Gold prices rose more than half a percent on Monday as growing optimism that European leaders will sign off on a rescue deal for Greece lifted the euro, and after China's central bank further loosened monetary policy.

Spot gold was up 0.6 percent at $1,733.90 an ounce at 9:38 a.m. EST, while U.S. gold futures for February delivery were up $9.70 an ounce at $1,735.70.

Gold prices are up nearly 11 percent this year, benefiting from a rebound in the euro as well as expectations that U.S. monetary policy will remain loose, which cuts the opportunity cost of holding non-yielding bullion.

It seems today that euro zone finance ministers will approve the 130 billion euro bailout package for Greece, and that should reduce fear in the financial markets and have a positive impact on the euro in particular, said Peter Fertig, consultant at Quantitative Commodity Research.

The outlook (for gold) remains positive if we get a solution to the Greek crisis.

The euro rose 0.5 percent on Monday on expectations mounted that euro zone policymakers were set to approve Greece's long-awaited second bailout, averting a messy default, and after China eased monetary policy to stimulate growth.

Euro zone finance ministers are expected to approve a second deal for Greece when they meet at 11:00 a.m. EST, a move they hope will draw a line under months of turmoil that has shaken the currency bloc.

Other assets seen as higher risk rallied along with the euro, with European equities reaching their highest in nearly seven months and oil prices up more than $1 a barrel. Safe-haven German government bonds slipped.

While better appetite for risk is currently supporting gold, analysts say the appeal of other investments could keep prices rangebound this year.

The risks (in Europe) could dissipate modestly in the near term. Certainly, in China, there is a growing acceptance that the government will step in to support growth, and things look like they're stronger than expected in the United States, said Deutsche Bank analyst Daniel Brebner

Globally, it looks like risk assets are being accumulated by investors, and in that kind of environment, gold should perform reasonably well, he added. But I would argue it could underperform some of the other metals, the base metals and the white precious metals.

MONEY MANAGERS CUT GOLD LENGTH

Money managers in gold futures and options reduced their net long position by about 6 percent in the week of February 14, their first decline in weeks, latest data from the U.S. Commodity Futures Trading Commission showed on Friday.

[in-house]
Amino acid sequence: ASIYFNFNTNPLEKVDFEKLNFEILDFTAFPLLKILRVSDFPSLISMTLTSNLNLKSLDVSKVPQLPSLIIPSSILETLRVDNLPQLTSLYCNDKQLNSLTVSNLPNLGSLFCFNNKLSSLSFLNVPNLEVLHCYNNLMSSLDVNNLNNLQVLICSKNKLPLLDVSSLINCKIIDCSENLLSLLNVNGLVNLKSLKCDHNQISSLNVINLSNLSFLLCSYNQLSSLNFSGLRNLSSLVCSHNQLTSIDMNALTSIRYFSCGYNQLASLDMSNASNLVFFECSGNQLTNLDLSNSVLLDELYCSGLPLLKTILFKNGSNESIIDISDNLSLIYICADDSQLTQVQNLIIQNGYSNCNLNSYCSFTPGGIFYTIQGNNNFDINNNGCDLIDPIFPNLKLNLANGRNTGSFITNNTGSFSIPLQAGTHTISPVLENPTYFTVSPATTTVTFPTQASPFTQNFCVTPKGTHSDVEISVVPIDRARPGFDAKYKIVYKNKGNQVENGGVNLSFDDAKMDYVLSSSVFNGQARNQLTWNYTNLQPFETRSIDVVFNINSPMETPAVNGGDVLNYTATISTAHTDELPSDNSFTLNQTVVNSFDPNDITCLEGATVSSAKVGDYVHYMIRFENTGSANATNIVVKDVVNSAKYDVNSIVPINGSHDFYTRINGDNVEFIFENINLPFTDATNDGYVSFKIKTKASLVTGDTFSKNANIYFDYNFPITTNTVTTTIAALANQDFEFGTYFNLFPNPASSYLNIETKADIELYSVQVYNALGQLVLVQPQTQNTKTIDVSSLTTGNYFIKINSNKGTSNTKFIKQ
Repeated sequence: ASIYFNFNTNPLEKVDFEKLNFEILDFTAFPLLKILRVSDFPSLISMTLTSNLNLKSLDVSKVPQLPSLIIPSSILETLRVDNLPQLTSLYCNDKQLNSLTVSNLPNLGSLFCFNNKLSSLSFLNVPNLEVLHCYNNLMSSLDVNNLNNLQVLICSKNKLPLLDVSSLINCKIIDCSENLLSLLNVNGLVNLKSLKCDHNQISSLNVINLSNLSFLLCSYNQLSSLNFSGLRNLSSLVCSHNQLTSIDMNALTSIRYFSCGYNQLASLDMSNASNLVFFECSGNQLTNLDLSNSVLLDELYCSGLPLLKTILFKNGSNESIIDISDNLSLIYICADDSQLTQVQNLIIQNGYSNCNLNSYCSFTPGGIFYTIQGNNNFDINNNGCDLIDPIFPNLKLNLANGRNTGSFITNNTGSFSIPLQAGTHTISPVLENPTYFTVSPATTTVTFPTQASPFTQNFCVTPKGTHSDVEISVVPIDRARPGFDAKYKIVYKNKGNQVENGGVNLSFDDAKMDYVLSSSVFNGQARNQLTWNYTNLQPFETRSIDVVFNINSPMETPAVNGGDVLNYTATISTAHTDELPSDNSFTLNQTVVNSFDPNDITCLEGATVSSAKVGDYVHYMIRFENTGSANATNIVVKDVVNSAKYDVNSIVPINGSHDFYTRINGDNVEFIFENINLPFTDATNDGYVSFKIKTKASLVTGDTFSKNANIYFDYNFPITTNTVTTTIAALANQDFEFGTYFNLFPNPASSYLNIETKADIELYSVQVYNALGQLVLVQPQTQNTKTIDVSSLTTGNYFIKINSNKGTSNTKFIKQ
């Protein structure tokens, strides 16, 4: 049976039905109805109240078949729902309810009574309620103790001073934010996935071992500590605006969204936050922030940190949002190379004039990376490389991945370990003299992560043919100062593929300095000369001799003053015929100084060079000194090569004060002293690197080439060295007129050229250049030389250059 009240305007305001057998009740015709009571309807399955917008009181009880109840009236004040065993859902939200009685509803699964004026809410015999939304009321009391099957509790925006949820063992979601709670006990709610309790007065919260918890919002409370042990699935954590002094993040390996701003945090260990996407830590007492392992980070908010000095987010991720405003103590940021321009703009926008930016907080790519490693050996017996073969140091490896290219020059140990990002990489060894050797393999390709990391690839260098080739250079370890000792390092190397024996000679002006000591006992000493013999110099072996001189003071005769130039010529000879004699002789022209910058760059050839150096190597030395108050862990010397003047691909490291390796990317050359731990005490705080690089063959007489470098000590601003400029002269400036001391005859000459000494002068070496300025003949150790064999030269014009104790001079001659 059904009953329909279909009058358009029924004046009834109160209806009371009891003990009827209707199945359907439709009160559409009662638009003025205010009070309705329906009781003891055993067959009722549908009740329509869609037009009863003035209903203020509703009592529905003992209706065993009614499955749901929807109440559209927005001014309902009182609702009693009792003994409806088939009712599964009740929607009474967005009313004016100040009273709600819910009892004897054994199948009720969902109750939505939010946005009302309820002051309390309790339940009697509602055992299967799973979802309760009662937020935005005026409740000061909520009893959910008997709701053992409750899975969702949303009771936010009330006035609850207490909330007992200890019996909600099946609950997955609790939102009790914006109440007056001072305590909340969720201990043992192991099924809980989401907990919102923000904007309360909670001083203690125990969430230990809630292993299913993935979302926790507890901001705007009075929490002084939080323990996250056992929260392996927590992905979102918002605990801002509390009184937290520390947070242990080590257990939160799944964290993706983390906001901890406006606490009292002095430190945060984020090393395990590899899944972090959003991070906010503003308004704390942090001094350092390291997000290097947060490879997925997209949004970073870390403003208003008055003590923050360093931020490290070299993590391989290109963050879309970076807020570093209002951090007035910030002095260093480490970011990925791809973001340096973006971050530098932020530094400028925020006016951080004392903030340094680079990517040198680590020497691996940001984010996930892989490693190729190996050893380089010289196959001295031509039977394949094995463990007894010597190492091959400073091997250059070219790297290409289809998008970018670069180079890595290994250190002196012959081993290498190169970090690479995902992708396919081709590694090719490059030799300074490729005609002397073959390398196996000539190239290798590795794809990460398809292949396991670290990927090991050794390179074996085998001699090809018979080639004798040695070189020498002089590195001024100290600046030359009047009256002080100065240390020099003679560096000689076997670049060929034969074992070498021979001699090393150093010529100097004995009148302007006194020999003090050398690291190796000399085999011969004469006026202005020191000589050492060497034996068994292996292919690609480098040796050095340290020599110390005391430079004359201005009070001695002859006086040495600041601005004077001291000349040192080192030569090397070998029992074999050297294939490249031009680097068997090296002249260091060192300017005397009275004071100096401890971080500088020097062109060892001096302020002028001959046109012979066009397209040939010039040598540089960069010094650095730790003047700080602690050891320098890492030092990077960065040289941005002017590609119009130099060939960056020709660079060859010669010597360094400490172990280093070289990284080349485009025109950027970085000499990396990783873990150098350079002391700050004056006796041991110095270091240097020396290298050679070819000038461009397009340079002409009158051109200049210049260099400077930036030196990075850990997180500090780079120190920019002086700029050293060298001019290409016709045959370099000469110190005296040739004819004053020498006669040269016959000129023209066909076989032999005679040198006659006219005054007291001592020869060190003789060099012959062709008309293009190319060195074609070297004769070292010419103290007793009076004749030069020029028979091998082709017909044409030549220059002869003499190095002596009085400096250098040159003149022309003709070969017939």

The decline in net speculative length affirms our view that the aggressive moves at the end of January were largely as a result of overexcitement after the Fed's dovish announcement (that rates will stay low), said Standard Bank in a note.

Consequently, we remain cautious of gold's near-term prospects, and would not be surprised to see further weakness emerge this week.

Holdings of gold-backed exchange-traded funds tracked by Reuters rose by 115,730 ounces last week, a sixth consecutive week of gains, to 70.3 million ounces.

In China, which is challenging India for the title of world's top bullion consumer, the Shanghai Gold Exchange said it will cut trading fees for several of its precious metals contracts to reduce transaction costs, as it sought to keep its fees competitive after a rival bourse cut margins last week.

Silver was up 0.9 percent at $33.52 an ounce, while spot platinum was up 0.9 percent at $1,645.24 an ounce and palladium was down 0.7 percent at $689.98 an ounce.

Platinum prices have climbed nearly 18 percent this year, benefiting from supply concerns in major producer South Africa.

The South African miners' union said on Saturday Impala Platinum (IMPJ.J), the world's second-largest platinum producer, has agreed to re-instate all 17,200 workers who were dismissed following an illegal strike.

The platinum/palladium ratio, or number of palladium ounces needed to buy an ounce of platinum, held near its 2012 high of 2.4 on Monday as platinum continued to outperform.